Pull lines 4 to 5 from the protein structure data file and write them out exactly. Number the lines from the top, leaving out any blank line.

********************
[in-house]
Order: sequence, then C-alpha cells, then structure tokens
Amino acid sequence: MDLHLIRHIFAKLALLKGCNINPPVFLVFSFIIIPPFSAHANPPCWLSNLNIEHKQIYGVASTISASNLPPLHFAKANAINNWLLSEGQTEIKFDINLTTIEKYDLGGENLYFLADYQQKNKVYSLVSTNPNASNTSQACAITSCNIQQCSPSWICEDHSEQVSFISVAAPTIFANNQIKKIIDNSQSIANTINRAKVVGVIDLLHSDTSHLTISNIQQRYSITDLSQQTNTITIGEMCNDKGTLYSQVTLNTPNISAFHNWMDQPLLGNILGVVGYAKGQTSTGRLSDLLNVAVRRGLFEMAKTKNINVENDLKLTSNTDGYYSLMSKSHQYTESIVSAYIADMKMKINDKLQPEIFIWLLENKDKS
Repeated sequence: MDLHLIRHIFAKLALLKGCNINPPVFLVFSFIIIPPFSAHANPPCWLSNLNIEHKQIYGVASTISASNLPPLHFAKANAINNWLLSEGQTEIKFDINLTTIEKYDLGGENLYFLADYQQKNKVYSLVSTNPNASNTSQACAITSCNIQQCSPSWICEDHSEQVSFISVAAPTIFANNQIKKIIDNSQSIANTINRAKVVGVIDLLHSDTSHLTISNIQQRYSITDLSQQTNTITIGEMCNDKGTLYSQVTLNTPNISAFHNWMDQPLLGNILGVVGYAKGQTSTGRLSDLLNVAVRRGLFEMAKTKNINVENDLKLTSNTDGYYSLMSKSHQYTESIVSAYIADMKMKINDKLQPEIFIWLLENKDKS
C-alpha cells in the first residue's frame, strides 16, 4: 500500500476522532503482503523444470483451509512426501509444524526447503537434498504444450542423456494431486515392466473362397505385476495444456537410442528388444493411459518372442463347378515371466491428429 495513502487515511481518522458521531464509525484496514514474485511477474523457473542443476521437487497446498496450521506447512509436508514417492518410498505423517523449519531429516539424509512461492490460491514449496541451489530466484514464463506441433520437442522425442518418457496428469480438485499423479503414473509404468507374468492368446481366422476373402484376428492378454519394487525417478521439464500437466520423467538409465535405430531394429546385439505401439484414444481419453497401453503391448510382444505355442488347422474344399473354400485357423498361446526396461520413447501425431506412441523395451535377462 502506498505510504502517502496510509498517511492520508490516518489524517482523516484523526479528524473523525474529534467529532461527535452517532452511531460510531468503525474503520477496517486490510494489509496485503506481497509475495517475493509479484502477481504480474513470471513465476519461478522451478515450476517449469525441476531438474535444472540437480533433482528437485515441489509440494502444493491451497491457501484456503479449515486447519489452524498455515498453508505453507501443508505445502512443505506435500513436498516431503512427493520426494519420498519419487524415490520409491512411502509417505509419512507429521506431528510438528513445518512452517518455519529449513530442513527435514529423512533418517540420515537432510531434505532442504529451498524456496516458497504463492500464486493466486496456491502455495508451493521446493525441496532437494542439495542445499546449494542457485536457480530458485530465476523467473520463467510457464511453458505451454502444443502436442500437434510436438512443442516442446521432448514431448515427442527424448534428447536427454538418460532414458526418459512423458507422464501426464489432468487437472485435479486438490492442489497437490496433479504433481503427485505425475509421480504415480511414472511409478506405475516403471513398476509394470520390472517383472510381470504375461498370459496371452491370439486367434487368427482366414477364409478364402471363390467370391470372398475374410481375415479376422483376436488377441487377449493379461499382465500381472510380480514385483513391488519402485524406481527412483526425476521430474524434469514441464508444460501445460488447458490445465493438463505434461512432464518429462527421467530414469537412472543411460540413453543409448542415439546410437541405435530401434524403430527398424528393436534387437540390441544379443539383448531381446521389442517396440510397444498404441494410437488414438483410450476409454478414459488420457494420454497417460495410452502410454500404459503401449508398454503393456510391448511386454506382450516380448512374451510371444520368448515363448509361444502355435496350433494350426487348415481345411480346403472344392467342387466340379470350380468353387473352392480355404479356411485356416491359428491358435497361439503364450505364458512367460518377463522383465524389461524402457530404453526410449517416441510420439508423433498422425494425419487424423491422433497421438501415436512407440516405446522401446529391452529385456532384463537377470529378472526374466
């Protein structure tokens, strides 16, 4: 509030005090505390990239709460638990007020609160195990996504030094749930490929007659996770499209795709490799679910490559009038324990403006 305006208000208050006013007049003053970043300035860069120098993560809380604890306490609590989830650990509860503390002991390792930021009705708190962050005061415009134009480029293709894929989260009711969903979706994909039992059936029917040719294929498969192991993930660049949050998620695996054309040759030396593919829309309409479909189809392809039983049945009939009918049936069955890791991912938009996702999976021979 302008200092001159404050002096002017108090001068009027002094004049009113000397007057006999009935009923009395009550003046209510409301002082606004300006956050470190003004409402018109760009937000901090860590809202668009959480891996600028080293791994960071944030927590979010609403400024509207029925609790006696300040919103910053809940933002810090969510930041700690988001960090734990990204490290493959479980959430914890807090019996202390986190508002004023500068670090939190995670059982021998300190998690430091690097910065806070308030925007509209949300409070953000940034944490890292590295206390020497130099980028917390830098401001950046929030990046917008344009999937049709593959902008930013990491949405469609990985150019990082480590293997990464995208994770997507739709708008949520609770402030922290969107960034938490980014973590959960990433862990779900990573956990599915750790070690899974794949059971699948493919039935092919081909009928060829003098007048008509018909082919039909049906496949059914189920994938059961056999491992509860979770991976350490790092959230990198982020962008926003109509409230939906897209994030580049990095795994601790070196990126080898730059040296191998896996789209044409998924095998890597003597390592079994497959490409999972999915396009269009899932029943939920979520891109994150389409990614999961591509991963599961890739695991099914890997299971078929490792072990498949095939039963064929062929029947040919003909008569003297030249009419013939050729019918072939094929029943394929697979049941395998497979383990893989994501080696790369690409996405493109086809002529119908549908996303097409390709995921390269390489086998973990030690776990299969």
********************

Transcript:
Repeated sequence: MDLHLIRHIFAKLALLKGCNINPPVFLVFSFIIIPPFSAHANPPCWLSNLNIEHKQIYGVASTISASNLPPLHFAKANAINNWLLSEGQTEIKFDINLTTIEKYDLGGENLYFLADYQQKNKVYSLVSTNPNASNTSQACAITSCNIQQCSPSWICEDHSEQVSFISVAAPTIFANNQIKKIIDNSQSIANTINRAKVVGVIDLLHSDTSHLTISNIQQRYSITDLSQQTNTITIGEMCNDKGTLYSQVTLNTPNISAFHNWMDQPLLGNILGVVGYAKGQTSTGRLSDLLNVAVRRGLFEMAKTKNINVENDLKLTSNTDGYYSLMSKSHQYTESIVSAYIADMKMKINDKLQPEIFIWLLENKDKS
C-alpha cells in the first residue's frame, strides 16, 4: 500500500476522532503482503523444470483451509512426501509444524526447503537434498504444450542423456494431486515392466473362397505385476495444456537410442528388444493411459518372442463347378515371466491428429 495513502487515511481518522458521531464509525484496514514474485511477474523457473542443476521437487497446498496450521506447512509436508514417492518410498505423517523449519531429516539424509512461492490460491514449496541451489530466484514464463506441433520437442522425442518418457496428469480438485499423479503414473509404468507374468492368446481366422476373402484376428492378454519394487525417478521439464500437466520423467538409465535405430531394429546385439505401439484414444481419453497401453503391448510382444505355442488347422474344399473354400485357423498361446526396461520413447501425431506412441523395451535377462 502506498505510504502517502496510509498517511492520508490516518489524517482523516484523526479528524473523525474529534467529532461527535452517532452511531460510531468503525474503520477496517486490510494489509496485503506481497509475495517475493509479484502477481504480474513470471513465476519461478522451478515450476517449469525441476531438474535444472540437480533433482528437485515441489509440494502444493491451497491457501484456503479449515486447519489452524498455515498453508505453507501443508505445502512443505506435500513436498516431503512427493520426494519420498519419487524415490520409491512411502509417505509419512507429521506431528510438528513445518512452517518455519529449513530442513527435514529423512533418517540420515537432510531434505532442504529451498524456496516458497504463492500464486493466486496456491502455495508451493521446493525441496532437494542439495542445499546449494542457485536457480530458485530465476523467473520463467510457464511453458505451454502444443502436442500437434510436438512443442516442446521432448514431448515427442527424448534428447536427454538418460532414458526418459512423458507422464501426464489432468487437472485435479486438490492442489497437490496433479504433481503427485505425475509421480504415480511414472511409478506405475516403471513398476509394470520390472517383472510381470504375461498370459496371452491370439486367434487368427482366414477364409478364402471363390467370391470372398475374410481375415479376422483376436488377441487377449493379461499382465500381472510380480514385483513391488519402485524406481527412483526425476521430474524434469514441464508444460501445460488447458490445465493438463505434461512432464518429462527421467530414469537412472543411460540413453543409448542415439546410437541405435530401434524403430527398424528393436534387437540390441544379443539383448531381446521389442517396440510397444498404441494410437488414438483410450476409454478414459488420457494420454497417460495410452502410454500404459503401449508398454503393456510391448511386454506382450516380448512374451510371444520368448515363448509361444502355435496350433494350426487348415481345411480346403472344392467342387466340379470350380468353387473352392480355404479356411485356416491359428491358435497361439503364450505364458512367460518377463522383465524389461524402457530404453526410449517416441510420439508423433498422425494425419487424423491422433497421438501415436512407440516405446522401446529391452529385456532384463537377470529378472526374466